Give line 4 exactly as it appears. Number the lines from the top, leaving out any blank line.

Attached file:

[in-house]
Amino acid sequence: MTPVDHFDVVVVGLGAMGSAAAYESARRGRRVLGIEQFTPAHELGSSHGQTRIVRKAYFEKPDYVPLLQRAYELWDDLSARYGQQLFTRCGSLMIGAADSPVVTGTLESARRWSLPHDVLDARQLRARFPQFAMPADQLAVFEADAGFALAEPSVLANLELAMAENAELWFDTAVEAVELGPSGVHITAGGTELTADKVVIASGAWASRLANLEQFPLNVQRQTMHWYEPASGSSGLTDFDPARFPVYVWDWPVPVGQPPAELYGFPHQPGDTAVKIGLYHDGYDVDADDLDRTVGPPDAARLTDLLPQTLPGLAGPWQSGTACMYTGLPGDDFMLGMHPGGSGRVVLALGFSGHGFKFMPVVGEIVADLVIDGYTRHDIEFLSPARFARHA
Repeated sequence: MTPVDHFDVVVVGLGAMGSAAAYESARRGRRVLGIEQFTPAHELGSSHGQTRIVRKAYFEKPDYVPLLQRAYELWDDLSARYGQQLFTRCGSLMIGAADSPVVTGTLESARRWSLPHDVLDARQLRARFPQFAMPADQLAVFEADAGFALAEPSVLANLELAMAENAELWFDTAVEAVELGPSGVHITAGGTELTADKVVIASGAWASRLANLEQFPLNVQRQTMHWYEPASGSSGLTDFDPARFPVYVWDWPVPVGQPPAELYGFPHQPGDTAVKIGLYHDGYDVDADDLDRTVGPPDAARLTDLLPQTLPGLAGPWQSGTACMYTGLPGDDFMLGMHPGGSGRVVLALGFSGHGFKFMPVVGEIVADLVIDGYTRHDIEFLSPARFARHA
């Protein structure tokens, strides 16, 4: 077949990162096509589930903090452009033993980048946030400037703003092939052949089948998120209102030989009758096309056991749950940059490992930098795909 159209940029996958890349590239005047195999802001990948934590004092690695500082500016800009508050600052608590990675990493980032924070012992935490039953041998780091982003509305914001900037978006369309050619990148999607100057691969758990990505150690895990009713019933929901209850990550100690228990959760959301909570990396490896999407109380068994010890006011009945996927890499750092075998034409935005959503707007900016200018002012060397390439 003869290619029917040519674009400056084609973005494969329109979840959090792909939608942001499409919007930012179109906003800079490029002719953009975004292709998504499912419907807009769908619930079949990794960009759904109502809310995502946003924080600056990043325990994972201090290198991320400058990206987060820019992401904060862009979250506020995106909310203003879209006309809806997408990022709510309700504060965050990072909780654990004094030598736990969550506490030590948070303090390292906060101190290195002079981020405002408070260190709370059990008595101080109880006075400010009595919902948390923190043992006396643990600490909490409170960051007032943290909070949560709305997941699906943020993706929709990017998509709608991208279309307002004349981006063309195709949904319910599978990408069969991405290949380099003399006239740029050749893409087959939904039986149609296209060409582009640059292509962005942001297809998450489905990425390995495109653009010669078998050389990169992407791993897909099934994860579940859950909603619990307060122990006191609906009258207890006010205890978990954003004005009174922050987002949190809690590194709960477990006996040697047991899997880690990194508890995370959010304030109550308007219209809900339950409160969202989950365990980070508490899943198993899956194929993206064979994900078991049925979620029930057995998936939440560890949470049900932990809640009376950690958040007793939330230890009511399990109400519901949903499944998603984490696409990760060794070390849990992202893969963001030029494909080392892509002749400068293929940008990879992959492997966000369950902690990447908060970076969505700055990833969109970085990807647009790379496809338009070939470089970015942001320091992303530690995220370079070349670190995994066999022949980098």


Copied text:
């Protein structure tokens, strides 16, 4: 077949990162096509589930903090452009033993980048946030400037703003092939052949089948998120209102030989009758096309056991749950940059490992930098795909 159209940029996958890349590239005047195999802001990948934590004092690695500082500016800009508050600052608590990675990493980032924070012992935490039953041998780091982003509305914001900037978006369309050619990148999607100057691969758990990505150690895990009713019933929901209850990550100690228990959760959301909570990396490896999407109380068994010890006011009945996927890499750092075998034409935005959503707007900016200018002012060397390439 003869290619029917040519674009400056084609973005494969329109979840959090792909939608942001499409919007930012179109906003800079490029002719953009975004292709998504499912419907807009769908619930079949990794960009759904109502809310995502946003924080600056990043325990994972201090290198991320400058990206987060820019992401904060862009979250506020995106909310203003879209006309809806997408990022709510309700504060965050990072909780654990004094030598736990969550506490030590948070303090390292906060101190290195002079981020405002408070260190709370059990008595101080109880006075400010009595919902948390923190043992006396643990600490909490409170960051007032943290909070949560709305997941699906943020993706929709990017998509709608991208279309307002004349981006063309195709949904319910599978990408069969991405290949380099003399006239740029050749893409087959939904039986149609296209060409582009640059292509962005942001297809998450489905990425390995495109653009010669078998050389990169992407791993897909099934994860579940859950909603619990307060122990006191609906009258207890006010205890978990954003004005009174922050987002949190809690590194709960477990006996040697047991899997880690990194508890995370959010304030109550308007219209809900339950409160969202989950365990980070508490899943198993899956194929993206064979994900078991049925979620029930057995998936939440560890949470049900932990809640009376950690958040007793939330230890009511399990109400519901949903499944998603984490696409990760060794070390849990992202893969963001030029494909080392892509002749400068293929940008990879992959492997966000369950902690990447908060970076969505700055990833969109970085990807647009790379496809338009070939470089970015942001320091992303530690995220370079070349670190995994066999022949980098």